We’ve been getting questions about people with Raynaud’s and the Coronavirus vaccine, and asked our Medical Advisory Board if Raynaud’s patients should be aware of any potential issues. Here’s what we learned:
In general, patients with primary Raynaud’s (no underlying health issues, as seen with secondary cases) should get the vaccine. Any potential side effects (resulting from the drug performing its function in protecting the body) are minor compared to the potential medical issues associated with severe cases of COVID19.
Nerves or stress associated with getting the shot may result in triggering a Raynaud’s attack, but the vaccine itself has not been shown to pose a threat to the disorder.
For those with the secondary form of Raynaud’s, please consult with your doctor, as they will best know your medical history, specific drugs you’re taking, your relevant allergies, and any other issues that might impact your response to the Coronavirus vaccines currently available.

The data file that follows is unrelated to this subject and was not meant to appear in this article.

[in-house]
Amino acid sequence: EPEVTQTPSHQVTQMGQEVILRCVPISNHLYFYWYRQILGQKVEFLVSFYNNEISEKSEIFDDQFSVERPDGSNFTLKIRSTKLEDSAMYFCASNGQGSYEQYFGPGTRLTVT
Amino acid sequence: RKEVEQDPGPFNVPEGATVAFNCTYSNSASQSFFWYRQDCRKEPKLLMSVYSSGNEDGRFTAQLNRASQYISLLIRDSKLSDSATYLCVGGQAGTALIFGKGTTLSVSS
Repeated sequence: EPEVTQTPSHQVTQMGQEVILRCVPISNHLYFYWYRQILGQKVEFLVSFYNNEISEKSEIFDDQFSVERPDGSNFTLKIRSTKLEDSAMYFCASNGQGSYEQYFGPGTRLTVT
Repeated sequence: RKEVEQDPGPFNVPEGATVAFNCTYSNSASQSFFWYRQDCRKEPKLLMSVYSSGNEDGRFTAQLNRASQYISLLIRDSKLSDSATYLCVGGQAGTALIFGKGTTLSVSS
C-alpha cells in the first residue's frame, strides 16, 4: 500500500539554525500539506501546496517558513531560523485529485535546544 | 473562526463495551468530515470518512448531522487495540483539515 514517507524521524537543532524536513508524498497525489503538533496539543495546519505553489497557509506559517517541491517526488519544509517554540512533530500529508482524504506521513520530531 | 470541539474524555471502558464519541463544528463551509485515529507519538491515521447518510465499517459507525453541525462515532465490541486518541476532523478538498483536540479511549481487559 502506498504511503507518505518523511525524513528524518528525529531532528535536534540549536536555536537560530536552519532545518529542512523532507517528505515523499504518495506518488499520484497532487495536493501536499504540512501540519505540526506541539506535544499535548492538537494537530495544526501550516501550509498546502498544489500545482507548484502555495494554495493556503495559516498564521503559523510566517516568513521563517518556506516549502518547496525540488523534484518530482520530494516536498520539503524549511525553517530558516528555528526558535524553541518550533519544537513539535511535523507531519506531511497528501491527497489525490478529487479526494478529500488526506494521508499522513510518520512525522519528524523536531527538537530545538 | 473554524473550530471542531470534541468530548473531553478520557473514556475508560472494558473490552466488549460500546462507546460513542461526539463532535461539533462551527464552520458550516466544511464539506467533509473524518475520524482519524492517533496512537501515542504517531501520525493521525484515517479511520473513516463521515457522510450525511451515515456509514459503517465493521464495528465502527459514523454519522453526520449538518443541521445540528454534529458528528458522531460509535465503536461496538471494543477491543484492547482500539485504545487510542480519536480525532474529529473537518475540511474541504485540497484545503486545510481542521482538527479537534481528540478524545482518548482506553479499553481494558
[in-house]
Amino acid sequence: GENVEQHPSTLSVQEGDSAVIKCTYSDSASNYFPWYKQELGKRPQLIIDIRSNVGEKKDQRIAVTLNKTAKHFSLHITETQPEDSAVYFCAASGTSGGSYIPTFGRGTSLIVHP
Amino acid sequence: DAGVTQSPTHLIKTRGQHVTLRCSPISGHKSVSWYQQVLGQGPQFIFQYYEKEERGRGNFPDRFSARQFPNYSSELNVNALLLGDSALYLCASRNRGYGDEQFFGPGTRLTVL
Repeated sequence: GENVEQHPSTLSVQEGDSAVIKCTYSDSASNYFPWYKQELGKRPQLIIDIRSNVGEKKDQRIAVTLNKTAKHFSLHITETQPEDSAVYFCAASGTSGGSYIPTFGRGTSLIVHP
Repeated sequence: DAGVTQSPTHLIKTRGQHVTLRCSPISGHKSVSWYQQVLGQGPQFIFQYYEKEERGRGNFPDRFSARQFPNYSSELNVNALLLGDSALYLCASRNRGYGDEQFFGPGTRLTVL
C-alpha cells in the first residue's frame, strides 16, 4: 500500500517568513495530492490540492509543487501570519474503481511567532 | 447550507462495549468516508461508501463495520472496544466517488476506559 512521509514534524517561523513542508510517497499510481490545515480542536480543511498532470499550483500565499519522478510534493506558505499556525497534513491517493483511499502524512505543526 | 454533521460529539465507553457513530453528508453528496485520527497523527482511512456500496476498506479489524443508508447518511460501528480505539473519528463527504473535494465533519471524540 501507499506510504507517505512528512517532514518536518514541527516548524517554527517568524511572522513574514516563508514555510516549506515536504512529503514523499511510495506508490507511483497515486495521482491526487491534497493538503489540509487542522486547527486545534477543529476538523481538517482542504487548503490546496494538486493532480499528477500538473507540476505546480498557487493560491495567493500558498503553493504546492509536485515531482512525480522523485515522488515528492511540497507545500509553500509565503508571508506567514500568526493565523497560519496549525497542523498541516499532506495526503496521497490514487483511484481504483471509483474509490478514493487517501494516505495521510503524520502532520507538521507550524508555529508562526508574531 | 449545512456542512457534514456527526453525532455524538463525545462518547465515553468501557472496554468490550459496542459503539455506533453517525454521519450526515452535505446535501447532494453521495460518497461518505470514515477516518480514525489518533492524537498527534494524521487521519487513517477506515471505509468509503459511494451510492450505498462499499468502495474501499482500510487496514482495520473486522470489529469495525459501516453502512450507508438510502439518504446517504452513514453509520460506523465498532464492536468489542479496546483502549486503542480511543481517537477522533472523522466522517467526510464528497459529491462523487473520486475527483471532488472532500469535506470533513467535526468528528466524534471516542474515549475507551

Key considerations involving their underlying disease and medications for secondary Raynaud’s patients include:
- Will the vaccine cause an underlying autoimmune disease to flare? The limited amount of data available suggests the answer is no.
- Will the medications taken for the underlying disorder lower the efficacy of the vaccine? There’s really no data available today specific to the COVID vaccine, but based on the effects experienced by patients for other vaccines, there’s the potential for certain meds to reduce the efficacy by 10 to 15%. Still a worthy trade-off. Best to discuss the timing of your vaccine along with your medications with your doctor.
While we wish more data was available regarding Raynaud’s and the Coronavirus vaccine, it’s still early in the battle against the virus, and there’s much to be learned. But our medical experts are unanimous in their support for the vaccine and its potential to save lives.
For more articles in our blog on Raynaud’s and the Coronavirus here are the links: